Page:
Ancient Rain: Historic monsoons could help us respond to climate change

Researching the Indian summer monsoon can allow us to develop a better understanding of our changing climate says PhD student, Katrina Nilsson-Kerr.

Image for post
Image for post
The valleys of Madhya Pradesh, India, during monsoon season — Rajarshi MITRA under Creative Commons BY 4.0 license

Late Pleistocene: Time of the Ice Ages

The climate of the past ~1.2 million years has been characterised by fluctuations between warm interglacial periods and subsequent growth of ice-sheets during glacial periods recurring every 100,000 years. These cycles are thought to be regulated by variations in the amount of solar insolation received on Earth due to changes in the Earth’s position relative to the sun. Coupled with this external climate forcing, internal climate feedbacks (such as greenhouse gas concentrations) act to amplify the climate response to insolation. Assessing the behaviour of the monsoon during the penultimate deglaciation (~140–130 thousand years ago), subsequent warmth of the last interglacial (~130–118 thousand years ago) and return to glacial conditions, we intend to unlock the behaviour of the monsoon to ‘natural’ (i.e. non-anthropogenically influenced) climate changes and assess its relationship with other aspects of Earth’s internal climate system (e.g. ice volume).

Image for post
Image for post
Seven Sister Waterfall in Gangtok, India — Rajarshi MITRA under Creative Commons BY 4.0 license

Tiny fossils, big information

Changes in rainfall, river runoff and temperature forced by past Indian Summer Monsoon variability can be revealed in the shell chemistry of tiny (about the size of a sand grain) ocean-dwelling organisms called foraminifera. These organisms build their shells from calcium carbonate, soaking up the chemistry of the seawater surrounding them as they do this. The chemistry of the seawater that they lock into their shells can record the temperature of the seawater that they grew in and how fresh or salty the water was. At the end of their life cycle, these calcium carbonate shells remain intact, sink and are buried on the ocean floor. A wealth of information on past climate can be accessed by drilling into the ocean floor to retrieve marine sediment cores in which these fossils can be found and subsequently analysed using geochemical techniques. Applying these techniques to foraminifera that once lived in the waters of the northern Bay of Bengal, receiving both monsoon rainfall and induced river runoff from the Ganges-Brahmaputra systems, provides clues to unlocking how the monsoon reacted to past climate changes.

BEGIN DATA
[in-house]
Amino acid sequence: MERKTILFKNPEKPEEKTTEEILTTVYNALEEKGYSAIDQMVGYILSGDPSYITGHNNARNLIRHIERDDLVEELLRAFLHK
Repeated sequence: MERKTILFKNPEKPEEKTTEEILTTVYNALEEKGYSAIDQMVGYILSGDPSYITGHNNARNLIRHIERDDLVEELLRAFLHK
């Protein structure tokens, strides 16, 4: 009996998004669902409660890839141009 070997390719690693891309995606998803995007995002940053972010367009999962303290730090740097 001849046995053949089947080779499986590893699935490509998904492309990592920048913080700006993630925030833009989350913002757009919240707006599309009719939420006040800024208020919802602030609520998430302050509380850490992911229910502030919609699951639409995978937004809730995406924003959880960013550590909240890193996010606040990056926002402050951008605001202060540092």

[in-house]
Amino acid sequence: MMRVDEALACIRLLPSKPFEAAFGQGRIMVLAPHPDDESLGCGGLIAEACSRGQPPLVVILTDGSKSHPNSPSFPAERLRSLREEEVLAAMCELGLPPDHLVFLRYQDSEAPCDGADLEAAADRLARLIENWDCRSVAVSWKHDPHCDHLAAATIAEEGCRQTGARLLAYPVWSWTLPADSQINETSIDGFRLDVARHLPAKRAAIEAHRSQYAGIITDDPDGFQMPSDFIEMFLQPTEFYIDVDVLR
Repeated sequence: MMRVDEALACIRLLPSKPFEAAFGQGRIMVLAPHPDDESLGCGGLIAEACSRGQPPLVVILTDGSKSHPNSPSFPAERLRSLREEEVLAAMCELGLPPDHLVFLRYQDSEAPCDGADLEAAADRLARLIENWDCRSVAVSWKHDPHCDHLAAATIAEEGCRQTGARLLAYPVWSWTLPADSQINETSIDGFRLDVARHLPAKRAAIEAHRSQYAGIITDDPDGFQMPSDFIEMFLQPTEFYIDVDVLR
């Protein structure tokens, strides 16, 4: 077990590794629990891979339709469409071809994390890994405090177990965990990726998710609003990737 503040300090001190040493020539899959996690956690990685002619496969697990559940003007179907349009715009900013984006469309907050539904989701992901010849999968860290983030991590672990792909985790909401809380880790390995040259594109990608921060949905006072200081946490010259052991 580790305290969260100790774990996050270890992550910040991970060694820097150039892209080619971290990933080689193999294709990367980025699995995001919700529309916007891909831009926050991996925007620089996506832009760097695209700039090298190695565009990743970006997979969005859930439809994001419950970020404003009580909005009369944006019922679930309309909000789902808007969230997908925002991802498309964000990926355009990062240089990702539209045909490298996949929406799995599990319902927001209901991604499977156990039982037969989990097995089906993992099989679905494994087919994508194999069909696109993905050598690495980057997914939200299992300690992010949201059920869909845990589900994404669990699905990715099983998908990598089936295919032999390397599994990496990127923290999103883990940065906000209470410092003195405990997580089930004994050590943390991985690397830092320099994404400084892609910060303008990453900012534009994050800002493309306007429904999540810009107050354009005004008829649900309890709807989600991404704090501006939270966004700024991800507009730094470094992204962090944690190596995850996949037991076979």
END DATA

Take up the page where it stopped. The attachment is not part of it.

Written by

The home of free learning from The Open University.

Get the Medium app

A button that says 'Download on the App Store', and if clicked it will lead you to the iOS App store
A button that says 'Get it on, Google Play', and if clicked it will lead you to the Google Play store